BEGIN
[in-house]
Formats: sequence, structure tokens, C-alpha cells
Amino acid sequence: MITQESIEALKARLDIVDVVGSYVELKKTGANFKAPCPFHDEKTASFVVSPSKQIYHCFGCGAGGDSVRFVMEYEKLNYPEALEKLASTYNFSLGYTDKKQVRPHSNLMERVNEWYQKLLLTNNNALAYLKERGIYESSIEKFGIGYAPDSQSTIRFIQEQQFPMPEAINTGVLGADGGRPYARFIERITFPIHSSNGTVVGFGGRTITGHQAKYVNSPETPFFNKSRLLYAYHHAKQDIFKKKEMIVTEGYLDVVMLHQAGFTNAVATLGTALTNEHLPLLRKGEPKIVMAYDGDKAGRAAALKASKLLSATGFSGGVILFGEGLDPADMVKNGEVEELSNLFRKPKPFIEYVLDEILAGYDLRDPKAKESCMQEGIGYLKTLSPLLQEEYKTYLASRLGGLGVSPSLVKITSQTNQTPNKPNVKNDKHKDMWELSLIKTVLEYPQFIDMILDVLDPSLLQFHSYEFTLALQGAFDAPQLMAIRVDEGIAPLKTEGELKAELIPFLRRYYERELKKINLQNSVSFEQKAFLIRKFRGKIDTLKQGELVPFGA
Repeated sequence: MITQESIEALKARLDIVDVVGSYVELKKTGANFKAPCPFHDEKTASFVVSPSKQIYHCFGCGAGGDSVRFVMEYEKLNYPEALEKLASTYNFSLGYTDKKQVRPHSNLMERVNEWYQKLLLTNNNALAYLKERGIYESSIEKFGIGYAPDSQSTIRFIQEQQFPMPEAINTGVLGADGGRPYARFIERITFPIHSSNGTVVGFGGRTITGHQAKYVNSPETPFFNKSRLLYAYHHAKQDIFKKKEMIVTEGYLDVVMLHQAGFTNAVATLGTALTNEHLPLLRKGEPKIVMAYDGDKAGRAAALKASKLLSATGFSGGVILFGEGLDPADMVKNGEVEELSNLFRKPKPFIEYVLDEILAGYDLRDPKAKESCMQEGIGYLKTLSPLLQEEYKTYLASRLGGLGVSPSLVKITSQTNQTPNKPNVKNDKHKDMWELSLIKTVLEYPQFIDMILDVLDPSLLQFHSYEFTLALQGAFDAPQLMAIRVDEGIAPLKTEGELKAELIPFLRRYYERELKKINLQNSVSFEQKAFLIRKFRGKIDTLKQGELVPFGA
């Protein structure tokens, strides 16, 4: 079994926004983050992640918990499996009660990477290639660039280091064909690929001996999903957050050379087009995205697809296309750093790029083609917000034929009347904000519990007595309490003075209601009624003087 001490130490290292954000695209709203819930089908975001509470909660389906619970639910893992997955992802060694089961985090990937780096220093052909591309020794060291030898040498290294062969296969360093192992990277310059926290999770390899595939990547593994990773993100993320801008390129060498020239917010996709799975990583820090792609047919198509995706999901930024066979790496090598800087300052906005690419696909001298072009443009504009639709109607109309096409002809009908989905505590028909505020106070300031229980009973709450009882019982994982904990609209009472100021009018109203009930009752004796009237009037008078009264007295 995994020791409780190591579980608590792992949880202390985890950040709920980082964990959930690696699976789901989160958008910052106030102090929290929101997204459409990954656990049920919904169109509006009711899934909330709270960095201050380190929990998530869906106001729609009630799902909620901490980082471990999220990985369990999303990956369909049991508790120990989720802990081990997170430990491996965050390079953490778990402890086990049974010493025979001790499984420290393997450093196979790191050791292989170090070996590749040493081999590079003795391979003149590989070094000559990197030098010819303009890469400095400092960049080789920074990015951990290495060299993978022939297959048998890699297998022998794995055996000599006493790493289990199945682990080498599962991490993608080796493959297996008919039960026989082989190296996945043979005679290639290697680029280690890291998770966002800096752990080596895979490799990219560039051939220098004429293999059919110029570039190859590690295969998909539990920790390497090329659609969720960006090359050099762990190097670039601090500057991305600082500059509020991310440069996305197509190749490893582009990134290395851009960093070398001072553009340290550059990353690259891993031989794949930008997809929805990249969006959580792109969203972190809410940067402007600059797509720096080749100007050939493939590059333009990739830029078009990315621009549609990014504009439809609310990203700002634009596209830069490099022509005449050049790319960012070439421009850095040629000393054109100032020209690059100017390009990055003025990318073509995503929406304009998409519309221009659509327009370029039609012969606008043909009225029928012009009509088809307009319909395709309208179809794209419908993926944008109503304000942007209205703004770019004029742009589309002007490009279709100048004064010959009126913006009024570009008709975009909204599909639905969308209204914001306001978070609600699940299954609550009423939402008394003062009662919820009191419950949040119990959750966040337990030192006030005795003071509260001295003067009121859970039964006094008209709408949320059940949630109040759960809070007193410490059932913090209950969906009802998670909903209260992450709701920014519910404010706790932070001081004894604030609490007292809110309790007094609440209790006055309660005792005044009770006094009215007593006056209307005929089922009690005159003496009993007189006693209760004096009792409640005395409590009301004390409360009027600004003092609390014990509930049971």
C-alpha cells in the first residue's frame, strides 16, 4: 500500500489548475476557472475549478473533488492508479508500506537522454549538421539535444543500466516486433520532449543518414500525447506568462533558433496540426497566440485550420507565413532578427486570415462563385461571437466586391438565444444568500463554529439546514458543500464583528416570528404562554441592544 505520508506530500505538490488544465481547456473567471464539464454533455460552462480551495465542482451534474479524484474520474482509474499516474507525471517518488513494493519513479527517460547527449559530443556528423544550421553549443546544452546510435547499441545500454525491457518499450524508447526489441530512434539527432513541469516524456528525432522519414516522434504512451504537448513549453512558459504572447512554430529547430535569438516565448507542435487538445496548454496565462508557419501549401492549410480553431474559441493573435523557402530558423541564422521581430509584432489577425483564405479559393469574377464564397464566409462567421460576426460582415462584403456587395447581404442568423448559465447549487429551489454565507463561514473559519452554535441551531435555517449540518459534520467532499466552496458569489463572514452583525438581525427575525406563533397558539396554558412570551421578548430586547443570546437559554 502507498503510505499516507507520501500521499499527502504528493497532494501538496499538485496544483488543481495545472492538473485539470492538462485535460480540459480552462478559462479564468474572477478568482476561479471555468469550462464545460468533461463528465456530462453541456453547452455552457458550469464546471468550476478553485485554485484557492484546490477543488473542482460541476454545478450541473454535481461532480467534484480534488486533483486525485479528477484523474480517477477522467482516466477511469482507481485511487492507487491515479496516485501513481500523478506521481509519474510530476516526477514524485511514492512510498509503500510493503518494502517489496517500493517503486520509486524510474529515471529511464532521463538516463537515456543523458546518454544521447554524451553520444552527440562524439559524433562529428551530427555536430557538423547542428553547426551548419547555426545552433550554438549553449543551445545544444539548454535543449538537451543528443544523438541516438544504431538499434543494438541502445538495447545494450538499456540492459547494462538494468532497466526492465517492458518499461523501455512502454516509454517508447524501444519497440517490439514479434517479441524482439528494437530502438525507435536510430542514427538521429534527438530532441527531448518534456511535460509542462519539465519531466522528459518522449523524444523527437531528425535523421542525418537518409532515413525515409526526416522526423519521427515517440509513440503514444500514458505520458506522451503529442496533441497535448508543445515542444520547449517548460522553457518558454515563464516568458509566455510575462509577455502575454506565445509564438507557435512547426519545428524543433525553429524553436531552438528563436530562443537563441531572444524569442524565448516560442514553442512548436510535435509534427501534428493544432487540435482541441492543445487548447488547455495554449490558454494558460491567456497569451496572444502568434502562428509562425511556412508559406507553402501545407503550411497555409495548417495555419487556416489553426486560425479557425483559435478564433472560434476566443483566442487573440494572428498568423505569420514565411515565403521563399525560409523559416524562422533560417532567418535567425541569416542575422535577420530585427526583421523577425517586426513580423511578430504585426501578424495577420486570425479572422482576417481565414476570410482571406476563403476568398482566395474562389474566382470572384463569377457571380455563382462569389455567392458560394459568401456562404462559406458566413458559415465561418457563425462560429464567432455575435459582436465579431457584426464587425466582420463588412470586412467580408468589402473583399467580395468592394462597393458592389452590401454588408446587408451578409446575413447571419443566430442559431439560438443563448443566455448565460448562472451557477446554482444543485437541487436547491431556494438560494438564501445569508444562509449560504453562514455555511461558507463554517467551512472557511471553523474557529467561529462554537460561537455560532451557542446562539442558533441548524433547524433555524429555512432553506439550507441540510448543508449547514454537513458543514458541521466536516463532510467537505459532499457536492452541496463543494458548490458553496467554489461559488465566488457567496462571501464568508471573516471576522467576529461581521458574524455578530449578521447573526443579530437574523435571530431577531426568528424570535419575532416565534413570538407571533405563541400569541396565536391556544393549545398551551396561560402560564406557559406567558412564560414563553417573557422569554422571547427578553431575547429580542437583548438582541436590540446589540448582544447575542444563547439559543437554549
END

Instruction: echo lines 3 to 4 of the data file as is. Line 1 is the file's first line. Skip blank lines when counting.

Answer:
Amino acid sequence: MITQESIEALKARLDIVDVVGSYVELKKTGANFKAPCPFHDEKTASFVVSPSKQIYHCFGCGAGGDSVRFVMEYEKLNYPEALEKLASTYNFSLGYTDKKQVRPHSNLMERVNEWYQKLLLTNNNALAYLKERGIYESSIEKFGIGYAPDSQSTIRFIQEQQFPMPEAINTGVLGADGGRPYARFIERITFPIHSSNGTVVGFGGRTITGHQAKYVNSPETPFFNKSRLLYAYHHAKQDIFKKKEMIVTEGYLDVVMLHQAGFTNAVATLGTALTNEHLPLLRKGEPKIVMAYDGDKAGRAAALKASKLLSATGFSGGVILFGEGLDPADMVKNGEVEELSNLFRKPKPFIEYVLDEILAGYDLRDPKAKESCMQEGIGYLKTLSPLLQEEYKTYLASRLGGLGVSPSLVKITSQTNQTPNKPNVKNDKHKDMWELSLIKTVLEYPQFIDMILDVLDPSLLQFHSYEFTLALQGAFDAPQLMAIRVDEGIAPLKTEGELKAELIPFLRRYYERELKKINLQNSVSFEQKAFLIRKFRGKIDTLKQGELVPFGA
Repeated sequence: MITQESIEALKARLDIVDVVGSYVELKKTGANFKAPCPFHDEKTASFVVSPSKQIYHCFGCGAGGDSVRFVMEYEKLNYPEALEKLASTYNFSLGYTDKKQVRPHSNLMERVNEWYQKLLLTNNNALAYLKERGIYESSIEKFGIGYAPDSQSTIRFIQEQQFPMPEAINTGVLGADGGRPYARFIERITFPIHSSNGTVVGFGGRTITGHQAKYVNSPETPFFNKSRLLYAYHHAKQDIFKKKEMIVTEGYLDVVMLHQAGFTNAVATLGTALTNEHLPLLRKGEPKIVMAYDGDKAGRAAALKASKLLSATGFSGGVILFGEGLDPADMVKNGEVEELSNLFRKPKPFIEYVLDEILAGYDLRDPKAKESCMQEGIGYLKTLSPLLQEEYKTYLASRLGGLGVSPSLVKITSQTNQTPNKPNVKNDKHKDMWELSLIKTVLEYPQFIDMILDVLDPSLLQFHSYEFTLALQGAFDAPQLMAIRVDEGIAPLKTEGELKAELIPFLRRYYERELKKINLQNSVSFEQKAFLIRKFRGKIDTLKQGELVPFGA